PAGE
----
Both strikers are very aggressive, to say the least. The Napoli frontman averages three shots per game so far for his club. Meanwhile, his younger counterpart produced different numbers in his two clubs. At Genoa, Piatek averaged 4.1 shots per game but so far the number has dropped by almost half after his move to Milan. However, the decrease in that aspect doesn’t make Piatek a worse striker.
Piatek’s end-products doesn’t drop; somehow it’s actually increasing. With only 2.3 shots per game so far for Milan, Piatek has been able to score five goals in his five league starts for Il Rossoneri. This proves that Piatek’s efficiency has increased since he joined Milan. As we speak, Piatek now has 18 league goals, just one short of Cristiano Ronaldo.
Piatek also has a better movement than Milik, proved by the fact that he created an average of 0.4 successful dribbles per game since the start of the season. In the other side, Milik has only able to make 0.2 successful dribbles in each match. Piatek’s slick movements made him very often got fouled; 1.8 times per game at Genoa, and 1.2 times per game at Milan.
However, Piatek’s level of composure is not as high as Milik’s. With rates of 0.3 offsides, 0.7 times got dispossessed, and only 1.2 bad controls per game, Milik shows that he’s calmer than Piatek in offensive phases. Something Piatek has to learn to improve his game.
Piatek and Milik like to help their respective teams in creating attacks; as shown from comparisons above. At Genoa, Piatek averaged 15.7 passes per game, a relatively similar number to Milik’s 15.4. This happened mainly because both players played in two-striker systems. However, when Piatek’s role changed in Milan, this rate eventually decreased. Even so, Piatek still manages to make 11.2 passes per game so far for Milan; thus showing his desire to help his teammates.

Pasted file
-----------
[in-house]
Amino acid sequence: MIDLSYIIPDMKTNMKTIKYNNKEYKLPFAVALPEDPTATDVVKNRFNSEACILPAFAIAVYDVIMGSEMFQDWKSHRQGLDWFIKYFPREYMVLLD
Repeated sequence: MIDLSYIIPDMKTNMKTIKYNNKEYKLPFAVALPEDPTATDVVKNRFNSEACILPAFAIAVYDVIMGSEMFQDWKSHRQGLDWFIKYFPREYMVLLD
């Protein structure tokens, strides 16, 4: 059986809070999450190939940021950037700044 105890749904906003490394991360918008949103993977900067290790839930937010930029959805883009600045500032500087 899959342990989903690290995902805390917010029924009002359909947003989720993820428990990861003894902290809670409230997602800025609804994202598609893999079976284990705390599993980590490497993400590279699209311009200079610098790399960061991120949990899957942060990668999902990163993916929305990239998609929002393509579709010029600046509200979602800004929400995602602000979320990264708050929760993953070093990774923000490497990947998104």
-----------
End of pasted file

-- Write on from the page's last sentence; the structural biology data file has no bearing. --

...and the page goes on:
Piatek’s contribution to his team can also be seen from his increasing amount of successful passes. At San Siro, Piatek averages 83.6% successful passes per game; rising more than 10% from his achievement in Genoa. To compare, Milik averages 82% successful passes per game, just slightly behind Piatek’s.
In the image above we can see how their experiences vastly differ. Piatek so far has less than 40 games at the highest level of European football under his belt (25 in Serie A, six in Europa League, and four in Coppa Italia) compared to his countryman. In the opposite side, 25-year-old Milik has played in the Bundesliga, Serie A, and Eredivisie in his domestic career; not to mention almost 30 combined appearances in Europa League and Champions League.
Piatek is enjoying his honeymoon period with Italian football at the moment. High offensive quality and huge willingness to help create in attack are the reasons why he’s able to produce great numbers thus far. Even so, Piatek has a lot to fix; mainly being his in-game composure. He also needs to play (and deliver) in more bigger games; something he’s far inferior compared to Milik.
It’s now down to Piatek himself. If he allows the seed of complacency to kick in, I believe he’s on his way to the never-ending list of one-season wonders. Oppositely, if he’s willing to consistently improve his game week-in-week-out, he will comfortably cement himself as Lewandowski’s main heir; even further, as Europe’s number one goalscorer.
What’s next, Piatek?